By Michael Burke | November 18, 2019
A solid survey might be the ‘crown jewel’ of PR and marketing agency efforts if it’s interesting to your target audience. Not only does it give journalists, social media users and bloggers a reason to reference you, but great surveys have legs–one survey we did for a client in 2008 is still getting written about in 2019!
With that said, there’s more to conducting a survey than simply running a poll. In this series, we’ll explore the fundamentals of a solid survey, from selecting the sample to designing and implementation, to interpreting and presenting the results.
The most fundamental question is of course what you want to learn. In some cases you might be trying to solve a business problem, such as finding out what users think about your new product, exploring the feasibility of entering a new market, or determining whether or not to launch a new product. These kinds of studies are typically done with an internal audience in mind, and are a pillar of market research.
In PR and content marketing, however, surveys are often conducted with external audiences in mind. For example, you may be searching for a news hook that will get your brand’s name into top tier publications. Or, you might be looking to create content that will attract and keep visitors on your site–this might even be gated content that serves as an entry point for your marketing/sales funnel.
Either way, survey results have to be credible, and credibility starts with your sample.
What is ‘sample’?
One of my favorite things about Trader Joe’s is that they’ve got employees giving away free samples of their yummiest food. Unfortunately, they can’t afford to give away the whole pie, but I only need a bite of their pizza to suspect that the rest of it will be equally delicious. Likewise, in any survey you want to gather the opinions of a certain population, such as registered voters, home-owners in the state of California, parents with children under 2, etc., but surveying all of them is not practical (when you do survey everyone, it’s called a census, and as American knows, it’s a major pain in the neck).
A ‘sample’ is a subset that you believe will be representative enough to make observations that will hold true over the whole population of interest. Where do you get the sample? From what is known as a ‘sampling frame’. For instance, if you’re interested in what everyone in Scranton thinks about a certain issue, your population is all Scranton residents. If you use the Scranton phone book to find people to poll, your sampling frame is the phone book.
What makes a sample representative?
So how do you know that your population is truly representative? A sample is considered representative when its characteristics or ‘parameters’ are similar to those of the population. No sample is perfectly representative (we’ll talk about this later when we discuss margin of error), but one of the critical techniques that helps us to be reasonably certain that it is close enough to be useful is ‘randomization’.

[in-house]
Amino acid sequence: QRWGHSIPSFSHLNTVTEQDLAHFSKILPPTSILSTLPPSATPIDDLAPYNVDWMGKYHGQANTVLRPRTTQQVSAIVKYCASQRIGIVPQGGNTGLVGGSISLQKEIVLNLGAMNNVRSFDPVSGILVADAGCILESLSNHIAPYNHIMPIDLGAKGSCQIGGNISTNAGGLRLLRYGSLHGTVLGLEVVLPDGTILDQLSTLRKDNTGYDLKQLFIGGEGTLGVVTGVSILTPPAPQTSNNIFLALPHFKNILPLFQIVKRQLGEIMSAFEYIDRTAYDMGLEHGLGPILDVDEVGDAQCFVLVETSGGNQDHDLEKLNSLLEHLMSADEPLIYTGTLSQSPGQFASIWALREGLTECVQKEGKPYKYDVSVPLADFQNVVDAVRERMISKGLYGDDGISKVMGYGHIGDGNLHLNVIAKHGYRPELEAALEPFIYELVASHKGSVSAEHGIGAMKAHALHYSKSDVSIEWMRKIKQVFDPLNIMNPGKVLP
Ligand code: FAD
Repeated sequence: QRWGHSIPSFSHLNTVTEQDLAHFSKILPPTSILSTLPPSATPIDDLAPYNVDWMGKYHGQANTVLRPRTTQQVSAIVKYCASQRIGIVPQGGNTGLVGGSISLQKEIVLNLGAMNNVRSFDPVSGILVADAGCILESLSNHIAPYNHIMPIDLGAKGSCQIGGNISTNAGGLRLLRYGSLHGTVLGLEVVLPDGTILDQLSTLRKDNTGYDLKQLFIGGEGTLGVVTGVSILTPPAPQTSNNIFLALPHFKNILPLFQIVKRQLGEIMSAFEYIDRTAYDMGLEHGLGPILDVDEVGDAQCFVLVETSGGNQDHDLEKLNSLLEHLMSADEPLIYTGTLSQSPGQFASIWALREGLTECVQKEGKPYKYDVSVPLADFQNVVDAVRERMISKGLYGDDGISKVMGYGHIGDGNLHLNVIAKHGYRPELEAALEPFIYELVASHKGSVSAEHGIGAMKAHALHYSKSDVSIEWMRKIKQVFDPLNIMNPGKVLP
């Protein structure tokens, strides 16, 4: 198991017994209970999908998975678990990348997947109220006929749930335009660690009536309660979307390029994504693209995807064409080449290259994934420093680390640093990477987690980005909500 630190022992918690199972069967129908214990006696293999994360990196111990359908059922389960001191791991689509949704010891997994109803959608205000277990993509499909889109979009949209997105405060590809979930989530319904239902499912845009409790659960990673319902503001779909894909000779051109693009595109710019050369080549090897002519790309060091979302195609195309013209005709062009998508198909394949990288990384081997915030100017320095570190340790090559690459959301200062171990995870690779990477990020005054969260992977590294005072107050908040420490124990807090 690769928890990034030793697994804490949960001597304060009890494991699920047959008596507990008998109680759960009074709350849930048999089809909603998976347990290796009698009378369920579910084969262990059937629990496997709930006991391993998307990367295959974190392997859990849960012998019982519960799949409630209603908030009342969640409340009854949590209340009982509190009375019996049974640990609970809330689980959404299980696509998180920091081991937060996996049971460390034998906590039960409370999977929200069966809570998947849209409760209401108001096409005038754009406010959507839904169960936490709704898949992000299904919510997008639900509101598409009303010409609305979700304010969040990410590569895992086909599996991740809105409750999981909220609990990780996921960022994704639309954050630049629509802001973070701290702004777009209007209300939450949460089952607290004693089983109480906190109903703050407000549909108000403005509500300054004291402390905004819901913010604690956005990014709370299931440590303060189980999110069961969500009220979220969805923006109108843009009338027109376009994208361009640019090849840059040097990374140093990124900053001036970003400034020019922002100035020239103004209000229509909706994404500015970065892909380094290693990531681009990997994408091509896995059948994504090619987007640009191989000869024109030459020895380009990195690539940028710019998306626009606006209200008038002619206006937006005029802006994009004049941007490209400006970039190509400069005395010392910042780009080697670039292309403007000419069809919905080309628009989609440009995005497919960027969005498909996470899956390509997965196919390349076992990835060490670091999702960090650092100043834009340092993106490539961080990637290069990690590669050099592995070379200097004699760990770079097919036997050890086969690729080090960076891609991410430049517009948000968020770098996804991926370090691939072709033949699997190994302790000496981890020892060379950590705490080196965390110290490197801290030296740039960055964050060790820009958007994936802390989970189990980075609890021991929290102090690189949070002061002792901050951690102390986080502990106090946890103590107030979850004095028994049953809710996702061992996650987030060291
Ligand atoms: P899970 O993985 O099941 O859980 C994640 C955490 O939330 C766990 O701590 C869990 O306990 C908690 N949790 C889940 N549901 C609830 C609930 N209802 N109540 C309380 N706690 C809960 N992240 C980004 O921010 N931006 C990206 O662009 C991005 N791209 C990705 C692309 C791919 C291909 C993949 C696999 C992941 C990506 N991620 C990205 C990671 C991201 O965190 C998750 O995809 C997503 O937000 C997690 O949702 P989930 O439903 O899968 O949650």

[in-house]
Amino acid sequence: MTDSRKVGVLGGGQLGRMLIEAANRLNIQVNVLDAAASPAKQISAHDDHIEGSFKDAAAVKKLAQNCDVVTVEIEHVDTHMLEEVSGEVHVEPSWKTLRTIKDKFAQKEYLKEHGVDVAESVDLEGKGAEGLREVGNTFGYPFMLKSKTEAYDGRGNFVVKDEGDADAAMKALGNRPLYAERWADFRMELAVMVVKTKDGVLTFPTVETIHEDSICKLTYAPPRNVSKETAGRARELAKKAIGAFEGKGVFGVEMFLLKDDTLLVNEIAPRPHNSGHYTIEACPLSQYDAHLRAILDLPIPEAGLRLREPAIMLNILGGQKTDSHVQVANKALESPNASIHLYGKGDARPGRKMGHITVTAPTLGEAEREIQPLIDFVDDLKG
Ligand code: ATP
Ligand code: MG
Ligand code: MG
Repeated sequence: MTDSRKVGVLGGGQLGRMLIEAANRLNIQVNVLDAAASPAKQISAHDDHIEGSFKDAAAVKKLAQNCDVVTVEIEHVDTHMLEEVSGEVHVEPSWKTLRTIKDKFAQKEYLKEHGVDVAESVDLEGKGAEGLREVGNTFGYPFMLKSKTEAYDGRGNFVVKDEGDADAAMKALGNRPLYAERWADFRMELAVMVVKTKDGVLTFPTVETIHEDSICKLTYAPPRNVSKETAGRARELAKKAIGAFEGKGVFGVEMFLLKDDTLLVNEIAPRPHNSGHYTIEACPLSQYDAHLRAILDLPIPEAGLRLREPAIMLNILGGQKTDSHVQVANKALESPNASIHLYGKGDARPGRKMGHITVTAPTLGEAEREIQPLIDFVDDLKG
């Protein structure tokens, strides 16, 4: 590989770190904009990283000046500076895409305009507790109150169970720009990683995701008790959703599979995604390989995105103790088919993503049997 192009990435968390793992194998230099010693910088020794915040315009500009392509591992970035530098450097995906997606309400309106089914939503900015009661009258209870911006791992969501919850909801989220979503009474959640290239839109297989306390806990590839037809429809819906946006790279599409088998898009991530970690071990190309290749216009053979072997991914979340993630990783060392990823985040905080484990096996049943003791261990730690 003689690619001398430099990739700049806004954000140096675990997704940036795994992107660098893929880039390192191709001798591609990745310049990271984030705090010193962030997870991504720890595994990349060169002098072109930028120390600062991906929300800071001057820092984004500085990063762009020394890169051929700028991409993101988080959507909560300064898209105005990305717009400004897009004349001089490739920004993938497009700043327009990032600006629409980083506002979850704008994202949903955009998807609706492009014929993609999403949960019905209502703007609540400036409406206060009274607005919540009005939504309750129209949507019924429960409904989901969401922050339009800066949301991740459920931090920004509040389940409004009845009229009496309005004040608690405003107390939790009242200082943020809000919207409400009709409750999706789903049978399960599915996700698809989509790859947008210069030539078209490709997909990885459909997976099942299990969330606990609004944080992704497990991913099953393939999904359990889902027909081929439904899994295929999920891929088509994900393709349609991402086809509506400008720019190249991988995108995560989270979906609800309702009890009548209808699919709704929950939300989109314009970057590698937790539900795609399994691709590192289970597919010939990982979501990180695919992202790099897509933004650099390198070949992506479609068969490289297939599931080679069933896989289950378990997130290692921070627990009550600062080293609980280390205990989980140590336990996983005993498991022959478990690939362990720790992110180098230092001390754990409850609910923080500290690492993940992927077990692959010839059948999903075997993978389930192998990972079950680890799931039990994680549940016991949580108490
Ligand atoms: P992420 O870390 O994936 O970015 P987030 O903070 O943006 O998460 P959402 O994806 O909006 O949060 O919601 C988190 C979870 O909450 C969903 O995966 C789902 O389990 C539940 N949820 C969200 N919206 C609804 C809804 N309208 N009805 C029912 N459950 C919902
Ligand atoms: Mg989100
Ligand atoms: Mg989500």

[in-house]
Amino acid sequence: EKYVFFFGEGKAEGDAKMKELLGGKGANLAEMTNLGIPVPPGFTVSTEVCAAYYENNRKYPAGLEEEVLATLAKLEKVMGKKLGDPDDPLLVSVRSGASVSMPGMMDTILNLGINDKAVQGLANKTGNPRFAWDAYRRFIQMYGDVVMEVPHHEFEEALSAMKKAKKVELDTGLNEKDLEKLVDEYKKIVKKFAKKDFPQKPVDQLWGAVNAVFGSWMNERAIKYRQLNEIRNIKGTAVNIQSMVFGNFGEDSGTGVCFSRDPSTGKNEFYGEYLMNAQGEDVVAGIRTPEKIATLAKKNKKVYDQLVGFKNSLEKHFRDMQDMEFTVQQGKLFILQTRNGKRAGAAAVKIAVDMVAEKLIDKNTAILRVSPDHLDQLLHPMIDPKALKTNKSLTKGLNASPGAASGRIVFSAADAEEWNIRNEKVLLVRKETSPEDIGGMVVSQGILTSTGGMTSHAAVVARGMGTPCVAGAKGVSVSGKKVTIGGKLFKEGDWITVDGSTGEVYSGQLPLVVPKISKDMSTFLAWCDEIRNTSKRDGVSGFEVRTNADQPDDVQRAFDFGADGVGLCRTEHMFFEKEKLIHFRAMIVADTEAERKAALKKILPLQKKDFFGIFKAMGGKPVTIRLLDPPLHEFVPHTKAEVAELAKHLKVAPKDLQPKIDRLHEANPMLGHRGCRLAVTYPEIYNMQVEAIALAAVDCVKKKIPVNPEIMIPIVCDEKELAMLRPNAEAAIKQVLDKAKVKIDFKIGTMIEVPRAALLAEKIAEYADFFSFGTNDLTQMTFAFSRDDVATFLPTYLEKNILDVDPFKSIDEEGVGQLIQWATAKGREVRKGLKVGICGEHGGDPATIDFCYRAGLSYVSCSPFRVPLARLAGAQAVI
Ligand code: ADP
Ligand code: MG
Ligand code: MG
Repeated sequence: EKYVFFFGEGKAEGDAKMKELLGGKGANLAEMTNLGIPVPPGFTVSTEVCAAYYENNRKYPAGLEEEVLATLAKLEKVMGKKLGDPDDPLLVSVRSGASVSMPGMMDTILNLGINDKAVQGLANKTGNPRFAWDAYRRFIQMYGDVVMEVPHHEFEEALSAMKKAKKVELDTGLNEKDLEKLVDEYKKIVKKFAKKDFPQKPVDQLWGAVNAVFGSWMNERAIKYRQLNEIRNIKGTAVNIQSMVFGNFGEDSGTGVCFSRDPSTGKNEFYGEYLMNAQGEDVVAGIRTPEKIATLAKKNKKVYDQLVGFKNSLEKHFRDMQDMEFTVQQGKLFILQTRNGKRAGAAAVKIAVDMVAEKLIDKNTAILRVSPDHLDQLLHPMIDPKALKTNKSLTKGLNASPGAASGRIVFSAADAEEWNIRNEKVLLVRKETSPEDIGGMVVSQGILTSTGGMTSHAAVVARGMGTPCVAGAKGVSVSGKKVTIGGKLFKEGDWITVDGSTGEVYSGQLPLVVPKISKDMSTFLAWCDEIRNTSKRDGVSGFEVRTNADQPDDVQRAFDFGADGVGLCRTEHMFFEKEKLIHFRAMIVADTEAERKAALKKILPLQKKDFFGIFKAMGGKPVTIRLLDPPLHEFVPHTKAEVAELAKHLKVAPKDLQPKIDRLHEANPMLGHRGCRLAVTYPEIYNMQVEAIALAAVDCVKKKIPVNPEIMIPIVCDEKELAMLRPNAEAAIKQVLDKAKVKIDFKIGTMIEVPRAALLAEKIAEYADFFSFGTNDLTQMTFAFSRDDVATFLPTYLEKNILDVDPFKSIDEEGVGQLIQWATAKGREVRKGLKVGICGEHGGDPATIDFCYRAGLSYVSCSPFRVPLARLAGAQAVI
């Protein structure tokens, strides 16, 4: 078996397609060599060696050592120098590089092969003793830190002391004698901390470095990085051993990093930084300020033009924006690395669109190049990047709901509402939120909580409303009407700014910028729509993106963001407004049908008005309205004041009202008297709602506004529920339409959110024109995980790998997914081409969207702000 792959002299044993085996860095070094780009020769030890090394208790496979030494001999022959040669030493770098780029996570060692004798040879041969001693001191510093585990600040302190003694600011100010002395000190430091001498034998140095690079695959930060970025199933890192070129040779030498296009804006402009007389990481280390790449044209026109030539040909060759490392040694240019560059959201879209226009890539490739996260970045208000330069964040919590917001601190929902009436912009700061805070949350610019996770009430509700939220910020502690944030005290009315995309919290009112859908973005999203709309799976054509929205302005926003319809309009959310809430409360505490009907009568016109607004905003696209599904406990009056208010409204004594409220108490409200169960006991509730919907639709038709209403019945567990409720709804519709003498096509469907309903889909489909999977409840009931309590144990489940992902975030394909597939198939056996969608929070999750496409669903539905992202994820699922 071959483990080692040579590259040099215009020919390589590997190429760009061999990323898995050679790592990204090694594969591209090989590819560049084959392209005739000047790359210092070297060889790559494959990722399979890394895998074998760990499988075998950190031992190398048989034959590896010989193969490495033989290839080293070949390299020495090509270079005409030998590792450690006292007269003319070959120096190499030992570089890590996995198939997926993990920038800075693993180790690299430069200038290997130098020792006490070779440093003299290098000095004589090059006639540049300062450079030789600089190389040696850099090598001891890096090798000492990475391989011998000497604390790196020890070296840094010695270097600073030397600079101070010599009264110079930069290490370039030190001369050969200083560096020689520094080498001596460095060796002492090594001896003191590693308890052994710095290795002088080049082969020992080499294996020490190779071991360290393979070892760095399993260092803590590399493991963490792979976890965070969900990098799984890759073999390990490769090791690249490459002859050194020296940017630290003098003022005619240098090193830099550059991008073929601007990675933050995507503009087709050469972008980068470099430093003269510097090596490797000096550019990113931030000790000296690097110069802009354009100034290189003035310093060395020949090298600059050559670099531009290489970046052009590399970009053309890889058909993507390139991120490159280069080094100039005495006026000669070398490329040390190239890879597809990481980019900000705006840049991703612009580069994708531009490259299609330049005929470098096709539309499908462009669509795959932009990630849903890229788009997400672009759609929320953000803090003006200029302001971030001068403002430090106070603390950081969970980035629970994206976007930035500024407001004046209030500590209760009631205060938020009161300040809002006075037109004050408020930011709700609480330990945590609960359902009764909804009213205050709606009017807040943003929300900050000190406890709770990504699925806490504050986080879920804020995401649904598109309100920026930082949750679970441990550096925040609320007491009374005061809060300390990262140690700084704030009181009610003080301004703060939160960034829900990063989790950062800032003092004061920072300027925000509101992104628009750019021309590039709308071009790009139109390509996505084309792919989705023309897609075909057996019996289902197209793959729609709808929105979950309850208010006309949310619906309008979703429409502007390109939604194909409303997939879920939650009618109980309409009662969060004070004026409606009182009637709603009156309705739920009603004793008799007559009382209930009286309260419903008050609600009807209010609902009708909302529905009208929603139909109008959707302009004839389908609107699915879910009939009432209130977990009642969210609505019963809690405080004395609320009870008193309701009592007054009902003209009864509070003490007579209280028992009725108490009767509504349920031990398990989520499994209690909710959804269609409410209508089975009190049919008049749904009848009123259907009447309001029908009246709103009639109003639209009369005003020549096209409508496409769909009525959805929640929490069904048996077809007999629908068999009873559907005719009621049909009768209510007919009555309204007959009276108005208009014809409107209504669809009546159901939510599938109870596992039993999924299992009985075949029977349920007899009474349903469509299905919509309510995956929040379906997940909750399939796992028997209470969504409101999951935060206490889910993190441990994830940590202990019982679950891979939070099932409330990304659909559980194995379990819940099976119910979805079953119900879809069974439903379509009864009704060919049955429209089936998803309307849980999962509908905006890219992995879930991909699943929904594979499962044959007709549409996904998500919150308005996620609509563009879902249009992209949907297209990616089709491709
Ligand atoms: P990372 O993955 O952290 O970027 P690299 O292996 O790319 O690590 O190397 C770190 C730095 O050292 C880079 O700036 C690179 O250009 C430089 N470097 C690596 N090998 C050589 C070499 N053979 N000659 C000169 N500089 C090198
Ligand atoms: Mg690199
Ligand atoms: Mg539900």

While we like to say we have ‘random thoughts’ and do random things, in reality humans aren’t good at being random. Random sampling, therefore, takes human thought process out of the selection process and instead relies on chance. Randomization used to be handled by shaking numbers on paper in a hat, but now it’s handled by software. In fact, it’s so non-human that when you really think about it, it’s kind of difficult to describe what ‘random’ actually means (kind of like ‘infinite’). It is easy, however, to describe what it is not:
- If you want to get the perspective of the average American on the protection of endangered species and your sample frame is the Sierra Club’s membership records, it’s not random.
- If you send out an unsolicited email asking people to voluntarily respond to a survey about people’s attitudes toward unsolicited emails, it’s not random.
Of course, populations are multi-faceted and often contain subgroups that are of interest. A simple random sample (SRS) is one in which each group within your population is represented, and this is done by sampling in such a way that each person in your sampling frame has an equal chance of being selected. If one subgroup is over-represented, you’ll get misleading results. For instance, there’s plenty of evidence that Americans have different voting patterns by gender. If your sample of registered voters contained 80 percent men, you’d probably get skewed results if you were polling them about whether or not they’d vote for Elizabeth Warren.
Stratification is a method for making sure that the proportions of subgroups within your sample are similar to the subgroups in the actual population. In cases when you think it’ll be too tough to identify the subgroups, you can use cluster sampling, which divides the population into separate groups, and then takes a random sample of clusters.
Sample size is NOT relative
A final word about sampling. How can it be that a survey of 1000 people can be used to predict who the next president is? After all, there are more than 150M registered voters in the U.S. With a population that large, shouldn’t we be surveying more people?
The answer to that is two-fold. First, sample size actually does matter, as larger sample sizes result in smaller margins of error (which, once again, we’ll talk about in a future post). BUT…oddly enough, the accuracy of a survey is determined only by the sample size, and the ratio of the sample size to the population size is irrelevant. A survey of 100 people from a population of a million, billion people, would actually be just as accurate as a survey of 100 people from a population of only 1000 people. It sounds crazy, but it’s true.
Stay tuned, because we’ll be talking about ‘margin of error’.
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